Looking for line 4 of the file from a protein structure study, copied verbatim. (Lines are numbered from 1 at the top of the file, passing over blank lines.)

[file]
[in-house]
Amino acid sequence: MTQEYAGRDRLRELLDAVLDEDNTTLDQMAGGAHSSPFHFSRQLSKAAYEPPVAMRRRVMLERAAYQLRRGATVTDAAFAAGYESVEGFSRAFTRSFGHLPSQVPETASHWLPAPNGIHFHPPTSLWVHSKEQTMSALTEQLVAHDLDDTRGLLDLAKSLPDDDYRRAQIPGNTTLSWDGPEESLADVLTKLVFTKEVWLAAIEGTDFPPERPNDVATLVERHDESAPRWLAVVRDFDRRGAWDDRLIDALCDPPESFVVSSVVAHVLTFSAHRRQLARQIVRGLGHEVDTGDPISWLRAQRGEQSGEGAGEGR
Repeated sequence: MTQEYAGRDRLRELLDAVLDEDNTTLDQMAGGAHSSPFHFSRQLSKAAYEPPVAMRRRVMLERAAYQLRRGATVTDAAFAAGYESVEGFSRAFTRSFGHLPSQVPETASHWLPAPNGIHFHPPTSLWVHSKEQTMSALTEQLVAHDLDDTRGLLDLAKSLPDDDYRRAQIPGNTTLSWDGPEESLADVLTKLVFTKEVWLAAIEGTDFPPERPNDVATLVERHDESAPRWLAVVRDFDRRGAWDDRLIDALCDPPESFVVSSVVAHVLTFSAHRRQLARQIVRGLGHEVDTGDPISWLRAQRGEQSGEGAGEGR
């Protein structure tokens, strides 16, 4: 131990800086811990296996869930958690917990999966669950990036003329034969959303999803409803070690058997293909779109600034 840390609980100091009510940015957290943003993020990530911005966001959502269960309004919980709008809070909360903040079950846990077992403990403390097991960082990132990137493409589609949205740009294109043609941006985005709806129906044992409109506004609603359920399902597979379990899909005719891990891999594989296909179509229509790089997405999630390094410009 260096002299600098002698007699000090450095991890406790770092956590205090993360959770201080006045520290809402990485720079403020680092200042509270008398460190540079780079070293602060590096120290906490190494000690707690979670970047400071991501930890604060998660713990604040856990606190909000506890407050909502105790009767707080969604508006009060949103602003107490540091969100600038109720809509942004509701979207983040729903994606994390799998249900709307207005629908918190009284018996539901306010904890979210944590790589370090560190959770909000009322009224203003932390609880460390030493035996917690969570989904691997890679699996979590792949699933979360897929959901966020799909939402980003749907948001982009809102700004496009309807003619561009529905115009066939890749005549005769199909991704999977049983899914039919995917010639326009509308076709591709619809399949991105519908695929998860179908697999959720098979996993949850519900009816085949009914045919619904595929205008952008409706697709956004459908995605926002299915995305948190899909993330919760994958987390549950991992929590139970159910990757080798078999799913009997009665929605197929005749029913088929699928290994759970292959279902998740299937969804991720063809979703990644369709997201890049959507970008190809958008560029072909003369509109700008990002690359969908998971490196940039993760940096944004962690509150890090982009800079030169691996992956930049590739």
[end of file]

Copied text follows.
């Protein structure tokens, strides 16, 4: 131990800086811990296996869930958690917990999966669950990036003329034969959303999803409803070690058997293909779109600034 840390609980100091009510940015957290943003993020990530911005966001959502269960309004919980709008809070909360903040079950846990077992403990403390097991960082990132990137493409589609949205740009294109043609941006985005709806129906044992409109506004609603359920399902597979379990899909005719891990891999594989296909179509229509790089997405999630390094410009 260096002299600098002698007699000090450095991890406790770092956590205090993360959770201080006045520290809402990485720079403020680092200042509270008398460190540079780079070293602060590096120290906490190494000690707690979670970047400071991501930890604060998660713990604040856990606190909000506890407050909502105790009767707080969604508006009060949103602003107490540091969100600038109720809509942004509701979207983040729903994606994390799998249900709307207005629908918190009284018996539901306010904890979210944590790589370090560190959770909000009322009224203003932390609880460390030493035996917690969570989904691997890679699996979590792949699933979360897929959901966020799909939402980003749907948001982009809102700004496009309807003619561009529905115009066939890749005549005769199909991704999977049983899914039919995917010639326009509308076709591709619809399949991105519908695929998860179908697999959720098979996993949850519900009816085949009914045919619904595929205008952008409706697709956004459908995605926002299915995305948190899909993330919760994958987390549950991992929590139970159910990757080798078999799913009997009665929605197929005749029913088929699928290994759970292959279902998740299937969804991720063809979703990644369709997201890049959507970008190809958008560029072909003369509109700008990002690359969908998971490196940039993760940096944004962690509150890090982009800079030169691996992956930049590739």